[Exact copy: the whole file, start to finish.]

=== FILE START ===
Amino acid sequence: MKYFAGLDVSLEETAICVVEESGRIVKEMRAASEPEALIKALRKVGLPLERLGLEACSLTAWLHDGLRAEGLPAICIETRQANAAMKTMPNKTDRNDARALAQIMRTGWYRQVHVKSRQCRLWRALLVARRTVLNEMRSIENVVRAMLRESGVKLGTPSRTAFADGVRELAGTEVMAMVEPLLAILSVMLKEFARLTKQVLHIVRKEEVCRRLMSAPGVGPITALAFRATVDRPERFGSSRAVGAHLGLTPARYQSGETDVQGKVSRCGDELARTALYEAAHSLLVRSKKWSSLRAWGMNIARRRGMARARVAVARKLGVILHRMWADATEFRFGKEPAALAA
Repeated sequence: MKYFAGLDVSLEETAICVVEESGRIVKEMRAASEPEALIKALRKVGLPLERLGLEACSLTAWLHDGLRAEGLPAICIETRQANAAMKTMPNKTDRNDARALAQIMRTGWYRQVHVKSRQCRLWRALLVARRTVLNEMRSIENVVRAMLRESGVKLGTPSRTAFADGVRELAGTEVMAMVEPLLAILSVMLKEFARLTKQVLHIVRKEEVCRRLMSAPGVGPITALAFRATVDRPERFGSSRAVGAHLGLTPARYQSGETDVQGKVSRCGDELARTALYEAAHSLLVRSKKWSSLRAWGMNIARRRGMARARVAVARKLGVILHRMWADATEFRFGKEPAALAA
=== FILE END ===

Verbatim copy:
Amino acid sequence: MKYFAGLDVSLEETAICVVEESGRIVKEMRAASEPEALIKALRKVGLPLERLGLEACSLTAWLHDGLRAEGLPAICIETRQANAAMKTMPNKTDRNDARALAQIMRTGWYRQVHVKSRQCRLWRALLVARRTVLNEMRSIENVVRAMLRESGVKLGTPSRTAFADGVRELAGTEVMAMVEPLLAILSVMLKEFARLTKQVLHIVRKEEVCRRLMSAPGVGPITALAFRATVDRPERFGSSRAVGAHLGLTPARYQSGETDVQGKVSRCGDELARTALYEAAHSLLVRSKKWSSLRAWGMNIARRRGMARARVAVARKLGVILHRMWADATEFRFGKEPAALAA
Repeated sequence: MKYFAGLDVSLEETAICVVEESGRIVKEMRAASEPEALIKALRKVGLPLERLGLEACSLTAWLHDGLRAEGLPAICIETRQANAAMKTMPNKTDRNDARALAQIMRTGWYRQVHVKSRQCRLWRALLVARRTVLNEMRSIENVVRAMLRESGVKLGTPSRTAFADGVRELAGTEVMAMVEPLLAILSVMLKEFARLTKQVLHIVRKEEVCRRLMSAPGVGPITALAFRATVDRPERFGSSRAVGAHLGLTPARYQSGETDVQGKVSRCGDELARTALYEAAHSLLVRSKKWSSLRAWGMNIARRRGMARARVAVARKLGVILHRMWADATEFRFGKEPAALAA